Tetralogy of Fallot (ToF) is made up of a combination of four defects that commonly occur together.
ToF is made up of the following four defects of the heart and its blood vessels:
- Ventricular septal defect. A hole in the wall between the two lower chambers (ventricles) of the heart.
- Pulmonary stenosis. A narrowing of the pulmonary valve and main pulmonary artery.
- Ventricular hypertrophy. The muscular wall of the lower right chamber of the heart (right ventricle) is thicker than normal.
- Overriding aorta. Occurs when the aortic valve, which opens to the aorta, is enlarged and seems to open from both ventricles, rather than from the left ventricle only, as in a normal heart. In this defect, the aortic valve sits directly on top of the ventricular septal defect.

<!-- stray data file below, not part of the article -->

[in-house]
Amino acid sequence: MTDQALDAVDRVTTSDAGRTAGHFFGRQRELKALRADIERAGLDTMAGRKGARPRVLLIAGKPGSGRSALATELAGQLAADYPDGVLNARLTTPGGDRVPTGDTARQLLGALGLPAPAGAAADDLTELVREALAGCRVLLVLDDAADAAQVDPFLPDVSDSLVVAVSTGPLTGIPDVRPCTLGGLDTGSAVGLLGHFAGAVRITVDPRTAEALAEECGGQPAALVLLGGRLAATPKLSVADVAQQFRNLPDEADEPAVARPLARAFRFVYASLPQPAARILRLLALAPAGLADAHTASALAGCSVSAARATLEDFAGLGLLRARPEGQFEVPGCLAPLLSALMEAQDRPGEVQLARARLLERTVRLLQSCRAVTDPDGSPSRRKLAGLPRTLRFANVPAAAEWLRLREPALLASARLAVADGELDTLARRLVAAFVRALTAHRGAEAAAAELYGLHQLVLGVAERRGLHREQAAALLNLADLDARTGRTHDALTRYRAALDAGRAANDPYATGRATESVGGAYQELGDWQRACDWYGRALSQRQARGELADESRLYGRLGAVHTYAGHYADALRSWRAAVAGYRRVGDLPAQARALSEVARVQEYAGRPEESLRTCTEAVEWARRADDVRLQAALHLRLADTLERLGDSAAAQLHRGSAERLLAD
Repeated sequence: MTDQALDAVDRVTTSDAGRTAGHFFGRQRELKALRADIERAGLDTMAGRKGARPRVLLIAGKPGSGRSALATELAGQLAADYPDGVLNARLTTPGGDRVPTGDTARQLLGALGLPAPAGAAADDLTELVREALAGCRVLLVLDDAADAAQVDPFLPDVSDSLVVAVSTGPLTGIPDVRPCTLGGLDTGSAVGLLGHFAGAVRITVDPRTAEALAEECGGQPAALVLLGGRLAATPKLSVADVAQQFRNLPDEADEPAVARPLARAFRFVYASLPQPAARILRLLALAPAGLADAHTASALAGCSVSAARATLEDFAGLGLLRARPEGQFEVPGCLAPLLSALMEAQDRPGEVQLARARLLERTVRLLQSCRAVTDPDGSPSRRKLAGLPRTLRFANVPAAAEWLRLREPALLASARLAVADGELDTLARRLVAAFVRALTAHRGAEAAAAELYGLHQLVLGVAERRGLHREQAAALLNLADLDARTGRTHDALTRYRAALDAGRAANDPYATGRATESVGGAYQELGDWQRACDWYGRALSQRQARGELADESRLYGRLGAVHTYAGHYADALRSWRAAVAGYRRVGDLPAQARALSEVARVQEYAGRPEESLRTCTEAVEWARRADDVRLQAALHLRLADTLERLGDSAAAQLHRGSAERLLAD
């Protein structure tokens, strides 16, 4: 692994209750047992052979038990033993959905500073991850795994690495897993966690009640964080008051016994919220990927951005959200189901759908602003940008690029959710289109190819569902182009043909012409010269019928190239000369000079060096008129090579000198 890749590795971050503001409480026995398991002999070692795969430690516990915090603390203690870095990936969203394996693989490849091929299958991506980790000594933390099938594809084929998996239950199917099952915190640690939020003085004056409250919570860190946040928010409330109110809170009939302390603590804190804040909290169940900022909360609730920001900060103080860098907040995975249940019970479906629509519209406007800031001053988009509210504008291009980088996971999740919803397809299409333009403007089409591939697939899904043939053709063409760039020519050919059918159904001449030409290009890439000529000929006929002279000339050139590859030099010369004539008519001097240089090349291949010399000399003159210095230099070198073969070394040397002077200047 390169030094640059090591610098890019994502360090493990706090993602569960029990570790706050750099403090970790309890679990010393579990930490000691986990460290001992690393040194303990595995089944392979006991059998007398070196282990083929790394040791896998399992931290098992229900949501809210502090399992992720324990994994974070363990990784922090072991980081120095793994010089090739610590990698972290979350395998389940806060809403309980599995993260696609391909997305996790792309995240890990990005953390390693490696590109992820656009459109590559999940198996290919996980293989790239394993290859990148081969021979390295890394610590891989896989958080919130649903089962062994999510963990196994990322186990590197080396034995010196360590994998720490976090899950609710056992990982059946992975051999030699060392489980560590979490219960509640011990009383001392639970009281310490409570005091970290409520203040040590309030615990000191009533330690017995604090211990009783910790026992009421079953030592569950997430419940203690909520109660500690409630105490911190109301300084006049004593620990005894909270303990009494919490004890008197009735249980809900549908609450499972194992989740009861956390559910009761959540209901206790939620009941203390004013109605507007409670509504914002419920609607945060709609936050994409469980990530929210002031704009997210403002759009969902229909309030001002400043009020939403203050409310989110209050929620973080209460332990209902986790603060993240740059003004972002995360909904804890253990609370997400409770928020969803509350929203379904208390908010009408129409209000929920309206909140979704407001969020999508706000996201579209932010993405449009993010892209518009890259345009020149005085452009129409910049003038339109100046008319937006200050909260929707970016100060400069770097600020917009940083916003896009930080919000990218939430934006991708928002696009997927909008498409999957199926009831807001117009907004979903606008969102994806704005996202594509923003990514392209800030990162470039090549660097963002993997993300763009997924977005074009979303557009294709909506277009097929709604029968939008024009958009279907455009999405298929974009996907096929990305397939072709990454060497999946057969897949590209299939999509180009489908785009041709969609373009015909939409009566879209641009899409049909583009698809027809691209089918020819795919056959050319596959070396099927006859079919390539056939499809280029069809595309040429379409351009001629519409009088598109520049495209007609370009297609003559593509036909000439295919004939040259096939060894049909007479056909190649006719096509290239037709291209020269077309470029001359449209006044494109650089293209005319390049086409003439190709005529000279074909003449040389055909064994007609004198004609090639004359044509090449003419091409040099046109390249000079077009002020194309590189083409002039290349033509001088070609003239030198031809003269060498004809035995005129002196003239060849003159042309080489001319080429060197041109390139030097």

The abnormal flow of blood from the heart into the lungs leads to blood being diverted through the ventricular septal defect (VSD) to the aorta. Blood flow and lung circulation is reduced causing the child to appear blue.
Because a baby with ToF may need surgery or other procedures soon after birth, this birth defect is considered a critical congenital heart defect.